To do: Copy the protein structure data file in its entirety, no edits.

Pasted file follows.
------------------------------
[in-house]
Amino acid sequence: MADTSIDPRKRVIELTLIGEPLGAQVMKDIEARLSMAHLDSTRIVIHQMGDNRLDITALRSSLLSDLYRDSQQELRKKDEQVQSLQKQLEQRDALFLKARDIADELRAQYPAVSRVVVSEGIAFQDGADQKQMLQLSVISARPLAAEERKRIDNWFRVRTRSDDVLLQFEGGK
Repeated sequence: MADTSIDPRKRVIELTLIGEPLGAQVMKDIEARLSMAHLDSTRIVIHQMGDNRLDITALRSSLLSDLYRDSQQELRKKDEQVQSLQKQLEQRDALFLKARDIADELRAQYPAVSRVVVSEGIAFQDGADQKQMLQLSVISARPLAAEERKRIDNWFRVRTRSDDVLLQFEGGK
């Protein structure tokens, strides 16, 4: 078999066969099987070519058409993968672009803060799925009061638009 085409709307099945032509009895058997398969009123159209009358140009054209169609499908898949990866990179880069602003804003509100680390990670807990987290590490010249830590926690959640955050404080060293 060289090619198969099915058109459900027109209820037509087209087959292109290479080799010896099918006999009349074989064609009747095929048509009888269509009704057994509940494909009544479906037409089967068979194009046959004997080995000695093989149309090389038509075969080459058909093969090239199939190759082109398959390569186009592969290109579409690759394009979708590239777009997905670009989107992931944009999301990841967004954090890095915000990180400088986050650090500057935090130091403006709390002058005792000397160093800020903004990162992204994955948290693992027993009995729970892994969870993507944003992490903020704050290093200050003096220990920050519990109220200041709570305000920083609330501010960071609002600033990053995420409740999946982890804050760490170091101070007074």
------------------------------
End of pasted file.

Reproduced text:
[in-house]
Amino acid sequence: MADTSIDPRKRVIELTLIGEPLGAQVMKDIEARLSMAHLDSTRIVIHQMGDNRLDITALRSSLLSDLYRDSQQELRKKDEQVQSLQKQLEQRDALFLKARDIADELRAQYPAVSRVVVSEGIAFQDGADQKQMLQLSVISARPLAAEERKRIDNWFRVRTRSDDVLLQFEGGK
Repeated sequence: MADTSIDPRKRVIELTLIGEPLGAQVMKDIEARLSMAHLDSTRIVIHQMGDNRLDITALRSSLLSDLYRDSQQELRKKDEQVQSLQKQLEQRDALFLKARDIADELRAQYPAVSRVVVSEGIAFQDGADQKQMLQLSVISARPLAAEERKRIDNWFRVRTRSDDVLLQFEGGK
């Protein structure tokens, strides 16, 4: 078999066969099987070519058409993968672009803060799925009061638009 085409709307099945032509009895058997398969009123159209009358140009054209169609499908898949990866990179880069602003804003509100680390990670807990987290590490010249830590926690959640955050404080060293 060289090619198969099915058109459900027109209820037509087209087959292109290479080799010896099918006999009349074989064609009747095929048509009888269509009704057994509940494909009544479906037409089967068979194009046959004997080995000695093989149309090389038509075969080459058909093969090239199939190759082109398959390569186009592969290109579409690759394009979708590239777009997905670009989107992931944009999301990841967004954090890095915000990180400088986050650090500057935090130091403006709390002058005792000397160093800020903004990162992204994955948290693992027993009995729970892994969870993507944003992490903020704050290093200050003096220990920050519990109220200041709570305000920083609330501010960071609002600033990053995420409740999946982890804050760490170091101070007074």